In a time of events which have caused unfathomable suffering, we find that even in this time we are inspired by selflessness and sacrifice as we witness rescuers working to help their fellow human beings overcome the devastation of Hurricane Harvey. At such a time we ask how can we pray? How can we not reject our understanding of the order of life itself? Does it make any sense in the context of such massive loss and destruction?
As we approach the Rosh Hashanah, the Jewish New Year, we reflect that this is a different type of New Year. This is a renewal of the spiritual year, a commemoration of the creation of the world, all that is in it, and the beginning of God’s entrance into History.
Someone asked me, “Why do we read the story of Abraham and Sarah on Rosh HaShanah?” Perhaps it is because it is the mirror of beginnings – Abraham and Sarah are the father and mother of Judaism. Another explanation is that the story contains many tests of faith. In the Reform movement we read about the ‘Sacrifice of Isaac’ a great test of faith and transformative moment for mankind. On the afternoon of Yom Kippur the ‘Gates of Repentance’ includes the Torah reading for The Creation in order to remind us that Rosh Hashanah, is the birthday of the world, and it is the commemoration of our spiritual beginnings. It is not science, rather it is religious. There is no conflict. We worship in this fulfillment of the Torah’s command, hearing the Shofar, praying, asking God to renew us in faith, even as we see the decay of the autumn leaves, and while we have faith that life will continue in the winter, and be renewed again in the spring, at Passover.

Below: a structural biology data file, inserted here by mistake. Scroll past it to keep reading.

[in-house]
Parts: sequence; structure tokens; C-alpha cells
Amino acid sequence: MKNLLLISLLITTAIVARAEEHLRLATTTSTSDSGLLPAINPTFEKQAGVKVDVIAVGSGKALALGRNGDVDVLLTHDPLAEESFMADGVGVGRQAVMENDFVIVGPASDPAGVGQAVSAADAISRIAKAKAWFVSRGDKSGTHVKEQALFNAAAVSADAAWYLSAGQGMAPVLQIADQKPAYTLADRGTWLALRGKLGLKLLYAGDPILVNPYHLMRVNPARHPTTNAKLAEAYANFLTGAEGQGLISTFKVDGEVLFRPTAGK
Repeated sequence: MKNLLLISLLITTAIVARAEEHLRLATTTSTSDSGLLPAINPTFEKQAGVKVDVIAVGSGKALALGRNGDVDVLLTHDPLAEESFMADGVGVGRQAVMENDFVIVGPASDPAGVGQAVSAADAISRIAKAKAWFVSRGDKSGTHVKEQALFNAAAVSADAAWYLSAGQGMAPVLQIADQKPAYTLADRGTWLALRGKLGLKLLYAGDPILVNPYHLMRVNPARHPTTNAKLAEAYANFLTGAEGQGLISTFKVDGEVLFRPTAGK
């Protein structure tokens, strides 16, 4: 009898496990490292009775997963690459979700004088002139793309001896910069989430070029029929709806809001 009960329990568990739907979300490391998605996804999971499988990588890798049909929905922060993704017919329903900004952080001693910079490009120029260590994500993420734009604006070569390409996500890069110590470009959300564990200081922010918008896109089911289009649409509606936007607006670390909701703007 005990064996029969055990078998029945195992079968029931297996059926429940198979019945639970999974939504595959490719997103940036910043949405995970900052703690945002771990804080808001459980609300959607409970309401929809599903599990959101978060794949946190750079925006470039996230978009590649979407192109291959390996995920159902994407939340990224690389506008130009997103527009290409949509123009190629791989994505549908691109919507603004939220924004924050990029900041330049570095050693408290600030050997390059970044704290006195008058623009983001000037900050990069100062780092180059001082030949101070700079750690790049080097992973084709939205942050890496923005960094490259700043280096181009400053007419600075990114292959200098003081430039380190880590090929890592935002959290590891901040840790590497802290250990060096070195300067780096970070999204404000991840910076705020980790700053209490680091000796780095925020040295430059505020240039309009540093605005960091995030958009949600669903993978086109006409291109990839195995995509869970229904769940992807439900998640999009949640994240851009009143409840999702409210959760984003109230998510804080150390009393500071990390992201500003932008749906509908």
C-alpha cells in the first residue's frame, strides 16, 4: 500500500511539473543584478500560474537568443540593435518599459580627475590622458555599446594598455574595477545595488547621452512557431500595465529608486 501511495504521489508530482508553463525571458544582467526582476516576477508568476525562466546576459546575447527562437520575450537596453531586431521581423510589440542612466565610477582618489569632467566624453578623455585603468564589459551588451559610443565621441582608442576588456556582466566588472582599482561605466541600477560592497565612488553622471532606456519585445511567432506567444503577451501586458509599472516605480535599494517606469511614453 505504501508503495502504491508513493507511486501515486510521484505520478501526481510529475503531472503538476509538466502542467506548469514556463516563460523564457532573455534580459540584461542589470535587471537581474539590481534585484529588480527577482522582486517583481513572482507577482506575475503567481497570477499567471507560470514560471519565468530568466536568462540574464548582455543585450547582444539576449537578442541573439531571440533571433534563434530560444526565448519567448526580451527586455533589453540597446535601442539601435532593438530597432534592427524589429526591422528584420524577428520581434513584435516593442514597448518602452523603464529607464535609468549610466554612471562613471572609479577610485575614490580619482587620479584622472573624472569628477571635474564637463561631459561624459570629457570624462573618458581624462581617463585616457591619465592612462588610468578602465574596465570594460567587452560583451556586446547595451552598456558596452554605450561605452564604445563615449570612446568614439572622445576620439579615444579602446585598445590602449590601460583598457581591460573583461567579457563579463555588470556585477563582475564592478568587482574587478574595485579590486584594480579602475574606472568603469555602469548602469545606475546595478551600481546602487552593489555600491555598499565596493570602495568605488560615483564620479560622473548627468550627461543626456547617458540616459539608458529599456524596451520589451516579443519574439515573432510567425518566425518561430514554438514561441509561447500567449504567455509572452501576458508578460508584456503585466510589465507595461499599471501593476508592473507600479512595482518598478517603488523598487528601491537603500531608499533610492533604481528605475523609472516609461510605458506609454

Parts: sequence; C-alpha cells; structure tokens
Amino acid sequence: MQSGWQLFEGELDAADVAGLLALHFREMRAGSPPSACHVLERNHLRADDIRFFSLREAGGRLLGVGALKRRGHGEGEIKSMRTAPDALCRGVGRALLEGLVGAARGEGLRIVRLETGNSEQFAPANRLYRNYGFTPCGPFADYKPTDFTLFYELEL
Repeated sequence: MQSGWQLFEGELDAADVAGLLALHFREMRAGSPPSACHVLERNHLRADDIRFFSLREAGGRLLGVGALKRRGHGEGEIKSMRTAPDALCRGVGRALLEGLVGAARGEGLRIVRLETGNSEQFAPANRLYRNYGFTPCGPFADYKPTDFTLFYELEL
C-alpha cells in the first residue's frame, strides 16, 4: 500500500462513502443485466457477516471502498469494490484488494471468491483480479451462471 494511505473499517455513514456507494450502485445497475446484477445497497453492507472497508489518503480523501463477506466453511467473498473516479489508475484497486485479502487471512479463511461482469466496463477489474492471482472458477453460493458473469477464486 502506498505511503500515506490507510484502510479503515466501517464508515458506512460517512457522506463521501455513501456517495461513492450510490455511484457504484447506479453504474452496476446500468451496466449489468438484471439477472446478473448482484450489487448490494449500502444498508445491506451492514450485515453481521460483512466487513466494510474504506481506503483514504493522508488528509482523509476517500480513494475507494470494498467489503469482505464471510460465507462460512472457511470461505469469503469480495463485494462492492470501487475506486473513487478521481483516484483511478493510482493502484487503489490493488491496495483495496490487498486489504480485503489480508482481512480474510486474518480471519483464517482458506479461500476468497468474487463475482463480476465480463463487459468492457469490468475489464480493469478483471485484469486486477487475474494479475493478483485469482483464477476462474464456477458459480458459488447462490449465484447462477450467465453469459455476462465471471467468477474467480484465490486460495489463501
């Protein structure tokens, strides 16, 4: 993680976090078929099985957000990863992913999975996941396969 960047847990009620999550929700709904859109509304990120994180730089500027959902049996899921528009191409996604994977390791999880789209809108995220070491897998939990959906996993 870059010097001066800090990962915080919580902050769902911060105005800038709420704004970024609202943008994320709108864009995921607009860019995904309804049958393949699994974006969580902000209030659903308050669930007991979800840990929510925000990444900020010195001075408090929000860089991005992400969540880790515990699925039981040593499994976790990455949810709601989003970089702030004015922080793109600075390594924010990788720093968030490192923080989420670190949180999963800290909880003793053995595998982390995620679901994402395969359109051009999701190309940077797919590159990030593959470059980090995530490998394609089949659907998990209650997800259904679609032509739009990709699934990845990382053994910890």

As we look back at the wonder of this past year, it’s joys and its difficulties, its toll on many people who are suffering in our country and in our own community, we pray that God hear our prayer for forgiveness, that God renew us to life in the year ahead, and that we commit ourselves to learn together, support, and challenge each other as to how we may perform deeds of kindness, charity, and righteousness. If you are thinking about making a difference in the unfolding tragedy in Texas and the ongoing massive recovery, then do something about it!
Selichot refers to prayers which ask for forgiveness. In the modern words of the poet, Ruth Brin, who wrote about the late evening service we call Selichot:
‘Let moonlight illumine us, night winds come brushing us, breath of Thy presence be felt in our souls.’
L’Shana Tova Tikateivu – May we be inscribed in the Book of Life, Health, Prosperity and Happiness in the New Year, 5778. On our day of remembrance, remember it is never too late to make a difference.
My family joins me in wishing you a good year!
Rabbi Arnold Saltzman
Rabbi Emeritus of Sha’are Shalom of Waldorf, Maryland